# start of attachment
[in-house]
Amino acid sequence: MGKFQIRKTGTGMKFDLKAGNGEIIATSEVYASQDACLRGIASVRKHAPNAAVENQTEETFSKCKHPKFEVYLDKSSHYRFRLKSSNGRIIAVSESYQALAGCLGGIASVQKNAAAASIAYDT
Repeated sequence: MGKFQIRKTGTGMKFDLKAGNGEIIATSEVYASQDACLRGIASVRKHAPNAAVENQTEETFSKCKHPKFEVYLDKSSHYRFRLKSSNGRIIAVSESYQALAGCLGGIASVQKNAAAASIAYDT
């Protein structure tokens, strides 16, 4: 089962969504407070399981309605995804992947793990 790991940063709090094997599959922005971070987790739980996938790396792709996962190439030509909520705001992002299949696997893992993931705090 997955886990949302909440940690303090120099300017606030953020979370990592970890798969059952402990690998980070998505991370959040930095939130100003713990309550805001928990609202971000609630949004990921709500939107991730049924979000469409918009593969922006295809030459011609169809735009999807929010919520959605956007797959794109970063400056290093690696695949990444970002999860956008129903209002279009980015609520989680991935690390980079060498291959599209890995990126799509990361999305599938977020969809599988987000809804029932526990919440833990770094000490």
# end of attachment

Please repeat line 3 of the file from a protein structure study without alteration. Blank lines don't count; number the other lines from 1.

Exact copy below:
Repeated sequence: MGKFQIRKTGTGMKFDLKAGNGEIIATSEVYASQDACLRGIASVRKHAPNAAVENQTEETFSKCKHPKFEVYLDKSSHYRFRLKSSNGRIIAVSESYQALAGCLGGIASVQKNAAAASIAYDT